The Road To Nora Helmers Dissilusionment In Henry Ibsen´S Play The Doll House

904 words - 4 pages

Henry Ibsen's play "The doll house" portrays many of the marriages in that time. Not only was it frowned upon for these marital problems to be talked about it was unheard of. The husbands and wives of this era were putting on an act of a perfect and happy marriage no matter the circumstances. This in itself showcases that disillusionment is inevitable and to come to the realization that something is not the way you thought it was can be one of the most difficult, yet liberating things to happen in an individuals life. This was especially true for Nora Helmer. The disillusionment in her marriage made her want to discover who she really is. Before she could discover who she was she had to go down a hard path of realization.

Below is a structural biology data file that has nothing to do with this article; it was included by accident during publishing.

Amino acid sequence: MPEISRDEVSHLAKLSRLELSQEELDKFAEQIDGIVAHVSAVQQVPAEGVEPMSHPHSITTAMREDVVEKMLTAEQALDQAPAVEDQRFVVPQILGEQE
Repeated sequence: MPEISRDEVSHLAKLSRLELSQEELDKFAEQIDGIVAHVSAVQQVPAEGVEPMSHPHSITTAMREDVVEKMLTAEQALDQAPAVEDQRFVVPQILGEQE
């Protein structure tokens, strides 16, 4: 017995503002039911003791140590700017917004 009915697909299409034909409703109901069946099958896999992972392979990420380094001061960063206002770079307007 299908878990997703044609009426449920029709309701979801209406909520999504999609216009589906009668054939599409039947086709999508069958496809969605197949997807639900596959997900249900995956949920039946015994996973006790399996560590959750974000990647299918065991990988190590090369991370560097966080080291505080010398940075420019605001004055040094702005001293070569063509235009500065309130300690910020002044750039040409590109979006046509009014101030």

To be disillusioned is to be disappointed, and to be disappointed an individual must have previous expectations. Nora believed that her marriage was concrete and real. She wanted nothing more than to please Torvold, and be the best mother she could be. Nora was naïve, and unknowledgeable when it came to serious matters. Since she was a little girl she was to put on an act of perfection. Nora showed many different sides to her character during the play and Ibsen let the audience see glimpses of the person she was meant to be. She was resourceful, brave, strong willed, and rebellious; Foreshadowing to the overall end of her fake persona. All these un spoken traits were hidden by the act she put on to Torvold. Nora was playing a part in her marriage, she was obedient and would cater to Torvold's every need. Even risking her own integrity to make sure that Torvold is taken care of. Nora forges a loan to ultimately save Torvold's life and without the proper knowledge she has no idea how much of a risk she took for him; Until she is forced to realize.